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Invisible electrical bursts could be cue for explosive, ash-heavy volcanic eruptions, says new research

Invisible electrical bursts could be cue for explosive, ash-heavy volcanic eruptions, says new research
A new study has said that monitoring lightning and invisible electrical bursts, known as “vent discharges,” at volcanoes could help predict imminent and explosive ash-rich eruptions which may be dangerous for people and planes.

In the research, published recently in the journal Geophysical Research Letters, a team of scientists led by Cassandra Smith, a volcanologist at the Alaska Volcano Observatory in Anchorage, presented their findings after monitoring 97 different volcanic explosions in order to learn more about the connection between electrical activity and volcanic activity. The field work took place at Japan’s Sakurajima volcano back in 2015. 

The team noted that while many people are familiar with the dazzling lightning that often occurs on the backdrop of an ash-filled sky, less is known about the smaller, invisible bursts of electricity. The scientists claim that, from their analysis, the two different types of lightning did not always occur during the same explosion, indicating that they are each caused by different processes.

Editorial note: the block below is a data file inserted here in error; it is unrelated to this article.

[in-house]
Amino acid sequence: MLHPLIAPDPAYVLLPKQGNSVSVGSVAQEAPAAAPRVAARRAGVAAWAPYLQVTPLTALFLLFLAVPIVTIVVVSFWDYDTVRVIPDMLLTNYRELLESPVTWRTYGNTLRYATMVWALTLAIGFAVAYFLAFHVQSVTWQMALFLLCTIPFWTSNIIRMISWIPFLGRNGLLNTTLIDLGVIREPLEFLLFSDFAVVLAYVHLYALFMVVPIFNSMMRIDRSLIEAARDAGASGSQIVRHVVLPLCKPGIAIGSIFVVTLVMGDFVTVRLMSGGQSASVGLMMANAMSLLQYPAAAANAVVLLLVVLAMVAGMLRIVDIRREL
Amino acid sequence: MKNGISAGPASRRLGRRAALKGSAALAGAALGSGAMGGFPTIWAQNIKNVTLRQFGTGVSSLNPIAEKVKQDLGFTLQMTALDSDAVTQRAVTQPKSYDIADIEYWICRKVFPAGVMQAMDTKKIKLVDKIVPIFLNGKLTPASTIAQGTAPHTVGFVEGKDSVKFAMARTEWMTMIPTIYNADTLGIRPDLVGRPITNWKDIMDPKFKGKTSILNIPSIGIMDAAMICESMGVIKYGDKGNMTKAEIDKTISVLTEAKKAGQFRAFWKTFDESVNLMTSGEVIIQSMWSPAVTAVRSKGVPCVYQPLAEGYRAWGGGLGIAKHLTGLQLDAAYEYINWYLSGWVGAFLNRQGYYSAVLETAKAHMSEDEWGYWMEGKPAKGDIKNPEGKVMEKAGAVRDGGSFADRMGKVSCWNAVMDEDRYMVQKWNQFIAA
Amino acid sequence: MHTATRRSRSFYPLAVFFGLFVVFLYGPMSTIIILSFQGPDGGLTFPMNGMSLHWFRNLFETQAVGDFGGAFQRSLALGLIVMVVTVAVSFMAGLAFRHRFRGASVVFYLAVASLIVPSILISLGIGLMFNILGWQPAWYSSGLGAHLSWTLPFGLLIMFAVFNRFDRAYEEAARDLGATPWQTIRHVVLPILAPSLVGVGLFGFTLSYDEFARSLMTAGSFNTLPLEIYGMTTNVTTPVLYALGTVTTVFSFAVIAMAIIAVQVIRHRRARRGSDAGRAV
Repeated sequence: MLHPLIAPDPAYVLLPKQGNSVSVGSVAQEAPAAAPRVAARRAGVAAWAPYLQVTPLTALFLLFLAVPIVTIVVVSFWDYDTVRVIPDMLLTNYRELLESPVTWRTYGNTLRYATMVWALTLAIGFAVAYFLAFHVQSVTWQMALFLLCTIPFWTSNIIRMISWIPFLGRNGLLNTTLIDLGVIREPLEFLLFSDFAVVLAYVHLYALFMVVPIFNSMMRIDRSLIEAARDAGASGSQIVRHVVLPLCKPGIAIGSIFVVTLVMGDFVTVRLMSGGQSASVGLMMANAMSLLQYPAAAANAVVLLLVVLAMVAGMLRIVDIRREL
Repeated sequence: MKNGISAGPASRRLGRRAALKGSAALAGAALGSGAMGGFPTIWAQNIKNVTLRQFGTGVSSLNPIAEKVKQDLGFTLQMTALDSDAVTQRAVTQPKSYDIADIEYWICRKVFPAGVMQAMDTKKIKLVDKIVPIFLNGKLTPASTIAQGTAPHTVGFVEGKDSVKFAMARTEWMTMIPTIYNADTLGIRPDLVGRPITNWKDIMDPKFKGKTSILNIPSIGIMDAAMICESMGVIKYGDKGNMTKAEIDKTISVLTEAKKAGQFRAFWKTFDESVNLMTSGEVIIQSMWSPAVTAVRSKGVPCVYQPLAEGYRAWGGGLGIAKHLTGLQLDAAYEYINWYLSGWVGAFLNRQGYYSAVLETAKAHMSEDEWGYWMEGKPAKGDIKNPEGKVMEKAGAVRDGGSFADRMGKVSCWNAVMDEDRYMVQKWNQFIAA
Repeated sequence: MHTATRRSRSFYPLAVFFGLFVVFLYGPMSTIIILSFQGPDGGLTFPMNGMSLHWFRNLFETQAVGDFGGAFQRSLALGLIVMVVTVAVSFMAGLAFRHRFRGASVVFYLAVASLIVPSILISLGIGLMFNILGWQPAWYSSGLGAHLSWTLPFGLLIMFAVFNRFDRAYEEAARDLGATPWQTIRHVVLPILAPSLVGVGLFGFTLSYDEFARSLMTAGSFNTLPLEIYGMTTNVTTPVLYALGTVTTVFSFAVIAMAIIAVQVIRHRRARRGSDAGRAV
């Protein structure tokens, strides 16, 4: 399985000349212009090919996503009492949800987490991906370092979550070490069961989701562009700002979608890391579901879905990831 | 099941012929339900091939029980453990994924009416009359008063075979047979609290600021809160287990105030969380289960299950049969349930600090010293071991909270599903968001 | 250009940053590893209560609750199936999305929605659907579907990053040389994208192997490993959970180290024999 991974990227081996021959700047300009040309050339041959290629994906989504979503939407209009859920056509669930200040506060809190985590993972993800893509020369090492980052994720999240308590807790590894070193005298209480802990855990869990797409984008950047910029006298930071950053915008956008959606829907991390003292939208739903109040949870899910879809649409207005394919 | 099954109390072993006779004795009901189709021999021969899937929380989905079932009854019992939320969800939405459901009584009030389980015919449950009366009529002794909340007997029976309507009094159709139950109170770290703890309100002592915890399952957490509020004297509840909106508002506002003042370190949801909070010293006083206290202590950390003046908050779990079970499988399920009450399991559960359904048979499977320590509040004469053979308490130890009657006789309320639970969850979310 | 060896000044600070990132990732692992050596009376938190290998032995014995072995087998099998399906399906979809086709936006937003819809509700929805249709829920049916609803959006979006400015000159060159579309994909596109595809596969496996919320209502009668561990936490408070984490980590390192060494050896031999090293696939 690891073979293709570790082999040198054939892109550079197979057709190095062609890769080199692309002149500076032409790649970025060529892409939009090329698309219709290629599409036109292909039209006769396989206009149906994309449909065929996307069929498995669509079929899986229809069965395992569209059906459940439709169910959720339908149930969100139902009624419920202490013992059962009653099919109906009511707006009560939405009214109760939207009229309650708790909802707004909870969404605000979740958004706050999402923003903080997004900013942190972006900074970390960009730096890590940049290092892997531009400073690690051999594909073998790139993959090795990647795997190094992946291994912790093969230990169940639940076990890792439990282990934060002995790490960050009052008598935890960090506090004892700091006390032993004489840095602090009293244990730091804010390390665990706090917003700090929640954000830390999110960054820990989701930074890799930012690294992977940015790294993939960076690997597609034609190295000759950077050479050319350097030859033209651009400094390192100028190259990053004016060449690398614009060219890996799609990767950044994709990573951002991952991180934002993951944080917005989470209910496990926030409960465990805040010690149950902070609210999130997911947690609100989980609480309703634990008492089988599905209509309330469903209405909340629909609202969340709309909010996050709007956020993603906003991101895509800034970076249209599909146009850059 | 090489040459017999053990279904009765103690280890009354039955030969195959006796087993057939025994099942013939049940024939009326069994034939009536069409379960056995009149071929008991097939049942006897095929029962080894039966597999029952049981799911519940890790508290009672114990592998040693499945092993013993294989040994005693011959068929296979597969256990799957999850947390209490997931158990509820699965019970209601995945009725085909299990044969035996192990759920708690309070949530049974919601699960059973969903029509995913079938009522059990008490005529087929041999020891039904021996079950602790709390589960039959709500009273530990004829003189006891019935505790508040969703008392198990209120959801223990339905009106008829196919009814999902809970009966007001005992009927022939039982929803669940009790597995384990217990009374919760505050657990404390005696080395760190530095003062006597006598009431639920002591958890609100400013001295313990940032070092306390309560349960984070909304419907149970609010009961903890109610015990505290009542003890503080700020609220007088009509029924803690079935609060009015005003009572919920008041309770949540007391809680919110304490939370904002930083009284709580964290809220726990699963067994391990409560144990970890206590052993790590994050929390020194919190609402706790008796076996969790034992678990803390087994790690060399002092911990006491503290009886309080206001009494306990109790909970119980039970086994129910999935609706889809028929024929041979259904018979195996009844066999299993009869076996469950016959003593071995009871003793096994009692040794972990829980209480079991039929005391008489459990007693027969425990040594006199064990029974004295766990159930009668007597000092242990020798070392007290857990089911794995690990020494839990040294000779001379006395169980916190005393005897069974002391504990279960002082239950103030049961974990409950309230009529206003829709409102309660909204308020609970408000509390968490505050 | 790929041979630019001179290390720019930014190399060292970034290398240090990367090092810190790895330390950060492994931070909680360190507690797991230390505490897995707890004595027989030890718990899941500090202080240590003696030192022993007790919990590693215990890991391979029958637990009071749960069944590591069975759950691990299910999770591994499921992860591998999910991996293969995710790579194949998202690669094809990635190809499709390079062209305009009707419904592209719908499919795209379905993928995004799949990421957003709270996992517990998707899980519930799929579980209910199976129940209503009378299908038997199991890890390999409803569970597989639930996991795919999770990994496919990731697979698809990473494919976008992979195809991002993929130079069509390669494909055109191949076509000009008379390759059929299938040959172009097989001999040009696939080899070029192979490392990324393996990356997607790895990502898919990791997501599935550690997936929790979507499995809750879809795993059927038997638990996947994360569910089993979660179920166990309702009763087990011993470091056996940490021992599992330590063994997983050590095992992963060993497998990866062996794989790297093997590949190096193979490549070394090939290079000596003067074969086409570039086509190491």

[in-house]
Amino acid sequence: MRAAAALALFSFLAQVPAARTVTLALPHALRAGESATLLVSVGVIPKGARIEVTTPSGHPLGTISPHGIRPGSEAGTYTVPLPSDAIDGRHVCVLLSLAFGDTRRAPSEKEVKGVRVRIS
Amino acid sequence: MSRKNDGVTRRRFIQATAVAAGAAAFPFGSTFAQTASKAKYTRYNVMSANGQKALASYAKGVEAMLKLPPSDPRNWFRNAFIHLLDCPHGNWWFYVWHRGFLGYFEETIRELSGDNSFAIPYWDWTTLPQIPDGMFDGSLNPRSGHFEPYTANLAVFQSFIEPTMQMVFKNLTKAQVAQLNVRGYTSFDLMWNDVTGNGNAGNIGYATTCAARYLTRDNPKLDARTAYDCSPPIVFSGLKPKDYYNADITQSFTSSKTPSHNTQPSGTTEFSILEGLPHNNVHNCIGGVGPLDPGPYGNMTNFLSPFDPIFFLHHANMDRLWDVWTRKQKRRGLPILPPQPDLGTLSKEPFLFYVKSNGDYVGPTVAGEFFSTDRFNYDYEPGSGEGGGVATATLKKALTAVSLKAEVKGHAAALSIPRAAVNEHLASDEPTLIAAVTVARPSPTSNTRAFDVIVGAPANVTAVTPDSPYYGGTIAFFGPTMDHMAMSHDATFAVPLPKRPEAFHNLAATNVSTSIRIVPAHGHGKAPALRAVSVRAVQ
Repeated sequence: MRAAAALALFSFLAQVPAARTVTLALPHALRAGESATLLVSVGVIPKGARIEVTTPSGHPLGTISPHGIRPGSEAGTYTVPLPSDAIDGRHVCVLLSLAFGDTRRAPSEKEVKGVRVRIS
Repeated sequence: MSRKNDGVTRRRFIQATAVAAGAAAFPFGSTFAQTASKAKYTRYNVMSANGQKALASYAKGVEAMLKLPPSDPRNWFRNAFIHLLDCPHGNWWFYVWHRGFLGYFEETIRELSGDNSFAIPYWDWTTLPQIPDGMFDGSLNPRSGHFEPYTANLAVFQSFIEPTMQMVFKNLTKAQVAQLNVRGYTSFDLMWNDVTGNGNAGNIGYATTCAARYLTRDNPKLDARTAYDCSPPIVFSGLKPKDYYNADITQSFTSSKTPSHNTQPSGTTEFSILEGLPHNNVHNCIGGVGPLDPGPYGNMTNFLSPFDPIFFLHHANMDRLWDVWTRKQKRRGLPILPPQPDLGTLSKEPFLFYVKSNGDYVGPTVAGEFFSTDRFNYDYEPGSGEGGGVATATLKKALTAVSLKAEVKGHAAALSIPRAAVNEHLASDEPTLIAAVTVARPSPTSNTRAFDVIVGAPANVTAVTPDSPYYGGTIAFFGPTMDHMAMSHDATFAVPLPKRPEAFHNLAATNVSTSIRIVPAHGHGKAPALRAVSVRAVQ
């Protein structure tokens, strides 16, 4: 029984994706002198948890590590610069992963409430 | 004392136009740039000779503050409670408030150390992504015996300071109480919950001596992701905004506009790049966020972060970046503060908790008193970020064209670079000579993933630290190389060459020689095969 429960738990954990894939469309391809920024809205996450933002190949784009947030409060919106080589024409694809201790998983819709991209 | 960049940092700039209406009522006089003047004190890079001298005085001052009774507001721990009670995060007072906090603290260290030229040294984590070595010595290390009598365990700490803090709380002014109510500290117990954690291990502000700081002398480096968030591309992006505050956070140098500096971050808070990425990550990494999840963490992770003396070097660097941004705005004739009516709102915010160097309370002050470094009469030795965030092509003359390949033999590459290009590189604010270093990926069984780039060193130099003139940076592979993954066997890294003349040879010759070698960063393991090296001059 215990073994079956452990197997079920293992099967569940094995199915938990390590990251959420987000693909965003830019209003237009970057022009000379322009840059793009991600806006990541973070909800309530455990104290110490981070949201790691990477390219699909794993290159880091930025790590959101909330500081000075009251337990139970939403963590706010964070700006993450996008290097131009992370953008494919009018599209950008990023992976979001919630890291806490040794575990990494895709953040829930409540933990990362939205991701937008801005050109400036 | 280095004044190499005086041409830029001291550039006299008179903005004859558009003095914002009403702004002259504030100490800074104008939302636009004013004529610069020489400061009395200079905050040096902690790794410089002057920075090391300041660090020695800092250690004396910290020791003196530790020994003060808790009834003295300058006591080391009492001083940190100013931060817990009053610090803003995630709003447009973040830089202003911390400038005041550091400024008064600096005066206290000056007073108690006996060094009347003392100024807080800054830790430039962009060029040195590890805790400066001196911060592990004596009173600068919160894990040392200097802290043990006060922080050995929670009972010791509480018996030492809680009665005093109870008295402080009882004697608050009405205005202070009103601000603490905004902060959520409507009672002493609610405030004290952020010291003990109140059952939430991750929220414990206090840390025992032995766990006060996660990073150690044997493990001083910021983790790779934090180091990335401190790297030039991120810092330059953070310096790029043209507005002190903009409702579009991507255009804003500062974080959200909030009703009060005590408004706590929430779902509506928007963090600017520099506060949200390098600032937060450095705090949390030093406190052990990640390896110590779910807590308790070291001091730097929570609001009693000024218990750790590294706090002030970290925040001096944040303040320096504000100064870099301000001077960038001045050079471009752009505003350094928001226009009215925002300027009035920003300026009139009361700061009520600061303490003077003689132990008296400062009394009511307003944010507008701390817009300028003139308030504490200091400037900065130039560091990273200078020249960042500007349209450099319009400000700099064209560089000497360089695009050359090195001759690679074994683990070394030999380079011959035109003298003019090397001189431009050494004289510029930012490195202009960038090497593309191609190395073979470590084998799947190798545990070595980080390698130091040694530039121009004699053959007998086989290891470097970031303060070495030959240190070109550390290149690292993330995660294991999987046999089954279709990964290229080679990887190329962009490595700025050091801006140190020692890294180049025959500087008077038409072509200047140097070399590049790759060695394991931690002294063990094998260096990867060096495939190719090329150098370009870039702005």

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Lightning occurred in the presence of ash-dense plumes, they said, while vent discharges – the invisible bursts of electrical activity – were most likely to occur when ash-rich plumes were sent shooting into the sky with an explosive velocity greater than 55 meters per second. The findings suggest that the type of electrical activity may help predict the intensity of the impending eruption.

“Once you get to a certain intensity of eruption, you’re going to see these vent discharges,” Smith told Science News. 

While further research may be necessary, the scientists involved in this study hypothesized that vent discharges occur “because rock breakup and particles rubbing together create a static charge close to the vent.”

The team concluded that their findings offer important clues as to the type of eruption which is likely to occur, and could aid existing observatory models into the activity of volcanoes.Volcanic ash-clouds can pose a hazard to air traffic as well as to people living nearby, Smith noted.

In 2010, eruptions at the Eyjafjallajokull volcano in Iceland caused major disruption to international air travel, with airspace closures and more than 100,000 flights cancelled in and around northern Europe in an eight-day period. Further eruptions triggered shorter national and regional closures. 

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